The Press Newspaper

Toledo, Ohio & Lake Erie

The Press Newspaper

The Press Newspaper

Former Clay and Youngstown State pitching standout Justin Thomas is one step closer to the Major Leagues. One baseball writer expects him to be pitching with the Seattle Mariners by the end of the season.

The 24-year-old 6’3, 220 pound Thomas has been promoted by the Seattle Mariners from the Double A West Tennessee Diamond Jaxx (Southern League) to the Triple A Tacoma Rainiers (Pacific Coast League). In five games in relief at Tacoma, he has a 1-1 record, 5.40 ERA, 14 strikeouts, and seven walks in relief.
Thomas had been a starter at West Tennessee, but reportedly ran into some arm issues last season. Since then, he has recovered and pitched in relief, giving up only two earned runs in his last four outings.

In his PCL debut against Fresno, Thomas got rocked pretty hard, giving up five earned runs and six hits in five innings pitched, taking the loss. Since then, he has virtually shot down Sacramento and Portland in three series, appearing against Portland three times in four days and allowing only one earned run.

After the 2007 season, Thomas was to have surgery for a strained left elbow.

“I rested it and was getting some electronic stimulation and ice on it about three times a day,” Thomas told The Press. “I pitched the first game of the season and went on the DL for 25-28 days and was able to come back after that. I haven't had any arm problems since. I was feeling pretty good. My velocity is down a little from last year. At first it was touch and go to see how it felt. It just flared up on me one day.”

At West Tennessee, he began the 2008 season (April 6-May 2) on the disabled list, making 24 starts with West Tennessee after being activated. He was third on the Diamond Jaxx team with 100 strikeouts and fourth with 119.1 innings pitched.

In one outing, he allowed three hits while walking two and striking out six in a season high eight scoreless innings for the win. Against Huntsville during the season, he struck out at least five batters 11 times, including a season-high seven strikeouts on July 5. Before being promoted, Thomas allowed three or less earned runs in 14 starts, while recording six quality starts.

“The Mariners have long believed in Thomas’ abilities, but the command problems and a bout with a shoulder pain last season have held up his development. Right now, Thomas seems to be hitting his stride and putting himself into position to be called up to the big leagues sometimes in 2008,” writes Jason A. Churchill for the Seattle Post-Intelligencer in his Mariners Farm Report column.

Before the 2007 season, Thomas pitched his first two innings at the major league level for the Seattle Mariners, and both innings at the Mariners’ spring training site in Scottsdale, Ariz. against the San Diego Padres were perfect.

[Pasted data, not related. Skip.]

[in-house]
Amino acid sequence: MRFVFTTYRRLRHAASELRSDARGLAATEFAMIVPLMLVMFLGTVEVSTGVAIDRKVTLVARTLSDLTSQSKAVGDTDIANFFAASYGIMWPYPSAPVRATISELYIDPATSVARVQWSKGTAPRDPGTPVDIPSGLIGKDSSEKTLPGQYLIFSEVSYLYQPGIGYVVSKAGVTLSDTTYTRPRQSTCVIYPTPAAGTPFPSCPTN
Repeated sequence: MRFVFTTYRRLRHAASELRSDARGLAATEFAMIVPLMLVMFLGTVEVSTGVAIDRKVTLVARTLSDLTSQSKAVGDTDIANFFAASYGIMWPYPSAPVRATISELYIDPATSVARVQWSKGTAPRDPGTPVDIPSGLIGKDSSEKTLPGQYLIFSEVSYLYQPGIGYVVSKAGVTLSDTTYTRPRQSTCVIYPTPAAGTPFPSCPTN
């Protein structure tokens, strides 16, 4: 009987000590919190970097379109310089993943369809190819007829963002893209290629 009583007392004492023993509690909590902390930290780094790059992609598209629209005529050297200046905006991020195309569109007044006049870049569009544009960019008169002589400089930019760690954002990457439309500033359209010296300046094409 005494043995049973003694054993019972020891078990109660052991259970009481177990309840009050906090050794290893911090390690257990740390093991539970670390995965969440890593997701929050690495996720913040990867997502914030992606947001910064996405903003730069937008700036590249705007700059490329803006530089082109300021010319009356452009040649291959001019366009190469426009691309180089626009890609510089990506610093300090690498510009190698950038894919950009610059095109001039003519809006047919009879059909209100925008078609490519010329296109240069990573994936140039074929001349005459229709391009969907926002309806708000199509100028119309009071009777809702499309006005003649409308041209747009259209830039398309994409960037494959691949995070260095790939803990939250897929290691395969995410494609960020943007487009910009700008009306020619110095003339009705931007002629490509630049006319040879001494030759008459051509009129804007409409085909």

Thomas allowed no base runners during the fifth and sixth innings, including back-to-back strikeouts of Terrmel Sledge and ex-Mariner Mike Cameron. Thomas’s performance, according to, caught the attention of then-Mariners manager Mike Hargrove.

In 2006, he was the California League Pitcher of the Week and voted by the Class A Advanced Best Playoff Performer. Thomas was a combined 14-9 in ‘06 with Class A Wisconsin and the Inland Empire 66ers in San Bernadino, California.

Thomas was the game one starter in two postseason series for the 66ers in leading the team to its second California League championship in four years. He struck out 17 hitters in 13 scoreless innings in the postseason.

Thomas was the Mariners’ fourth round selection in the June 2005 draft. At Youngstown State, he was named the 2005 Horizon League Pitcher of the Year and was First Team All-League in 2005.

While at Youngstown State, Thomas finished his three-year career ranking second all-time in career strikeouts with 250 — one behind former major leaguer Dave Dravecky.

Thomas, 22 was a first-team All-Great Lakes League and all-district pitcher at Clay, and the Eagles’ career home run leader.        
Tailgate Party
Local country-rock band “Saw Buck” will be the featured attraction at the first annual CAGE Kick-off Classic tailgate party on September 5 at Woodmore High School. In the several years that the group has played throughout the area, they’ve attracted a loyal following.

“We’re glad to lend a hand to CAGE and the work they’re doing for the Woodmore School District,” said band leader Kevin Flagg. “We’re encouraging everyone, including all our fans, to join us for a great time prior to the game.”

Gates will open at 5 p.m., the music begins at 5:15 and runs until 7:15. Cost of
admission is $10, which includes food and an entry in the night’s Game Ball Give-away drawing sponsored by Woodmore-CAGE.

Woodmore-CAGE is a local, non-profit group of parents, alumni, faculty and concerned citizens whose purpose to develop, finance and construct upgraded arts and athletics facilities for the Woodmore School District. To date, the group has built a new, all-weather track at Woodmore Stadium and is currently working to build additional needed facilities at that site. More information on CAGE can be found at


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